Ok - I do not have a weight problem- but I read a very interesting article today about weight loss whilst exercising. By going out out hammering a ride- pushing yourself to the limit and doing lots of high milage does not work.

    The way to burn off fat is to put the heart rate in the correct zone to burn fat instead of energy.
    Find your maximum heart rate and your resting HR. In my case that is max 165 and resting of 70- difference of those is 95. The best heart rate for burning fat is at 65 to 80% of the difference so for me- My fat burning heart rate is between 132( 70 + 65% of 95) and 146 (70+ 80% of 95). Thats good as I like to ride between 140 and 145.

    If you go above the upper limit your body changes from burning fat to burning energy (Muscle Glycogen) which is stored in the muscles. You need plenty of Oxygen to to burn off the fat so the bottom line is- if you are getting breathless- you will not be burning fat.

    Now in the same magazine- It recommends that we reverse our normal eating process for rides. Normally we eat to build up energy for a ride and they recommend differently. Go for a ride and then pig out- Longer the ride- more you can pig out. The suggestion is a 4 hour ride in which you will burn off 1800 calories. Then you can have a Steak and kidney pie, Mash and gravy= 1280 calories and a couple of pints of Guinness= 420 calories. Net loss on the ride= 100 calories.

    Sounds good to me- providing the pig out is a breakfast halfway on the ride, and instead of the Guinness- a good slice of pie at the end.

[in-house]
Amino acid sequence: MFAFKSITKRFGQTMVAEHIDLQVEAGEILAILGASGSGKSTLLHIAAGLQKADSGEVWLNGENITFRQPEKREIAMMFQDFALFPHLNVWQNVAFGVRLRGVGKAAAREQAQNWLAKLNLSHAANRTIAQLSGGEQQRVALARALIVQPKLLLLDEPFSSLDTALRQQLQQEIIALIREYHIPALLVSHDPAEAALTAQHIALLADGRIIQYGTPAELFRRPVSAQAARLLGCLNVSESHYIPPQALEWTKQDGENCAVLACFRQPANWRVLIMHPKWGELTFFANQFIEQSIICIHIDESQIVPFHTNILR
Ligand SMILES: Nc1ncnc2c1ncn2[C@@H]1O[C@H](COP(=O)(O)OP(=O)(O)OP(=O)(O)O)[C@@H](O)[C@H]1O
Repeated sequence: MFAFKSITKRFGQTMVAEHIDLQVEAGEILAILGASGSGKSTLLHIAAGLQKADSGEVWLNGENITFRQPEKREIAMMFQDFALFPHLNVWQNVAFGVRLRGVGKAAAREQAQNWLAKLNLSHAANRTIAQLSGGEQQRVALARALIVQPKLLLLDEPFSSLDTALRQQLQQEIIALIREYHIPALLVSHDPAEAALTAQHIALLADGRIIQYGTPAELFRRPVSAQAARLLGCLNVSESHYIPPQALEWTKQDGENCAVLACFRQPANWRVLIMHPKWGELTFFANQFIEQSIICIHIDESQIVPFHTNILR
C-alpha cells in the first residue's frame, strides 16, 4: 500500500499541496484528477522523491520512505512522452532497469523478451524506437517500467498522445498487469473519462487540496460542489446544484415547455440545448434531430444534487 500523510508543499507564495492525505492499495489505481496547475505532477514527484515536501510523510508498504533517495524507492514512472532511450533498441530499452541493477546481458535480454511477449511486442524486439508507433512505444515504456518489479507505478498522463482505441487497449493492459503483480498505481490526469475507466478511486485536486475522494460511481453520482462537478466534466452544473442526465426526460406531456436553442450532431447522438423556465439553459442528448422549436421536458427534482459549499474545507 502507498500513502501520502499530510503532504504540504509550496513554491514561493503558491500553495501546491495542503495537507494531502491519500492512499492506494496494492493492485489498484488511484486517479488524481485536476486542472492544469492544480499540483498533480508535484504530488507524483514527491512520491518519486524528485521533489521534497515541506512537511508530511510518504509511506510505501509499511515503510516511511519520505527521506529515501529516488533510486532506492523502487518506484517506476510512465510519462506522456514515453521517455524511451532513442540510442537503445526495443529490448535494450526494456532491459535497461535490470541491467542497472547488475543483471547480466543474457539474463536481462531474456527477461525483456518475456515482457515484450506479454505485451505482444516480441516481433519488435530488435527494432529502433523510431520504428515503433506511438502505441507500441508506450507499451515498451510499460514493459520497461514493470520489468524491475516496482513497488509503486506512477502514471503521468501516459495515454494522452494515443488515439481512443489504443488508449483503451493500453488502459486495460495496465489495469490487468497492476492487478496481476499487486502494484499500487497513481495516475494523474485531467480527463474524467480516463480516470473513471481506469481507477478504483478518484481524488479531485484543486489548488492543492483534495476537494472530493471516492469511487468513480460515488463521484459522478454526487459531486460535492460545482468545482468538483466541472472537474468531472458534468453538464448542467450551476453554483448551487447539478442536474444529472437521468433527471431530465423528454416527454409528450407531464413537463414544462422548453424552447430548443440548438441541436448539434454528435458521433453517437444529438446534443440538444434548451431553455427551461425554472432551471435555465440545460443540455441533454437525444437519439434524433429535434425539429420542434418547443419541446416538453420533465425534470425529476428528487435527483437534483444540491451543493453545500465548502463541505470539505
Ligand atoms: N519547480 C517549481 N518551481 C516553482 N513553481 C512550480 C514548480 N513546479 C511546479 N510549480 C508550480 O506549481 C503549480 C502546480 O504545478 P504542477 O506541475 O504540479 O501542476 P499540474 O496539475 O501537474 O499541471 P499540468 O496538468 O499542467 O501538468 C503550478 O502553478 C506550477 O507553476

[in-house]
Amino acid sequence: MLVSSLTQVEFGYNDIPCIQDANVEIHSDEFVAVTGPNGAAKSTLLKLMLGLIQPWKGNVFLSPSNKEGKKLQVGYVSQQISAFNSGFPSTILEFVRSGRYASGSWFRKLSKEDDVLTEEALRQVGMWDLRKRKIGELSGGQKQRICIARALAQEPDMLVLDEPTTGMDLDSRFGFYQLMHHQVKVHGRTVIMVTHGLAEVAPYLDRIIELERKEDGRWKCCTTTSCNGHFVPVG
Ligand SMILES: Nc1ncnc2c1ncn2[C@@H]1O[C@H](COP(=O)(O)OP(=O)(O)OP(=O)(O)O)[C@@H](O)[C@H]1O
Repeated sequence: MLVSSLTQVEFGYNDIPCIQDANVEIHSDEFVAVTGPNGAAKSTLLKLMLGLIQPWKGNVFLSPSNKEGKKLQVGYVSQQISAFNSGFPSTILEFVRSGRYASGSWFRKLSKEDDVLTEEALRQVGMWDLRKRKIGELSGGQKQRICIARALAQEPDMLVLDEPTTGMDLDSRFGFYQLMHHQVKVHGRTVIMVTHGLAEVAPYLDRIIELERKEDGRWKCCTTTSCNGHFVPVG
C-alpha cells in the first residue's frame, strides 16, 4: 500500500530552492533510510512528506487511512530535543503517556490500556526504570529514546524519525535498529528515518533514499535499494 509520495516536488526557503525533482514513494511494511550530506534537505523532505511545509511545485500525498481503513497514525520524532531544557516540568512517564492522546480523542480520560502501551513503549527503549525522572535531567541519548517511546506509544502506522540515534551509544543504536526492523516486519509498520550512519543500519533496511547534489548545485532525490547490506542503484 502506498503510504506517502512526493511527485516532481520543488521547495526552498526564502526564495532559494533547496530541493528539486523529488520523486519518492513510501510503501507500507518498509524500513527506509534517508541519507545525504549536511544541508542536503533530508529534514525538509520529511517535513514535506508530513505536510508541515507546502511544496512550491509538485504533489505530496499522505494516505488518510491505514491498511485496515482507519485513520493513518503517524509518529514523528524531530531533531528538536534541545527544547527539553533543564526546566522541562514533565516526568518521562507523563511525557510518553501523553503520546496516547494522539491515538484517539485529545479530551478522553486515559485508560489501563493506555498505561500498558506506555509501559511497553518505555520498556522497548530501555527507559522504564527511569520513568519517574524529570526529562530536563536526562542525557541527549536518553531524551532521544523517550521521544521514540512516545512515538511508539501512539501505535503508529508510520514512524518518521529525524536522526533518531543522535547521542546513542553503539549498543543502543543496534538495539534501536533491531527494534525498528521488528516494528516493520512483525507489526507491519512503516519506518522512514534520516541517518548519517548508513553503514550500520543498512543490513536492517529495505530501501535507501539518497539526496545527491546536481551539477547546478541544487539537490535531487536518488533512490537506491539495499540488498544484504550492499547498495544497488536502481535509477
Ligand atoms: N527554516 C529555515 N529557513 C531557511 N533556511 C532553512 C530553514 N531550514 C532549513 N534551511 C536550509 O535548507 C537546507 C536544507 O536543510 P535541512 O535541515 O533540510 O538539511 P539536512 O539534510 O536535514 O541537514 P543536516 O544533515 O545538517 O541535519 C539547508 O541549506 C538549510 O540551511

That contradicts everything I've read about weight loss...the so-called "aerobic fat-burning zone" is a myth. For weight loss, it doesn't matter if you're burning fat or carbs. It's all about calories burned vs. calories consumed. When you ride at a low level of intensity, you're burning less calories per hour than if you were riding at a higher level of intensity...thus, you'll lose weight more slowly because you're not burning as many calories.

    As for "pigging out" after a ride...that's just insane. I can't tell you how many cyclists I've talked to who say "I ride my bike 150 miles per week but can't lose a pound". Mostly it's because they use their cycling to justify "pigging out".

    It's really easy to subvert a good exercise program with a few poor food choices each week, and intentionally "pigging out" is a really good way to keep the fat on. I demonstrated this myself on one of my first weeklong Bicycle Tour of Colorado vacations - despite riding over 400 miles, with nearly 35,000 feet of climbing, I gained weight over the course of the week! It's because I was using the hard cycling to justify 4 meals per day, and a couple of beers each night.
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  5. #5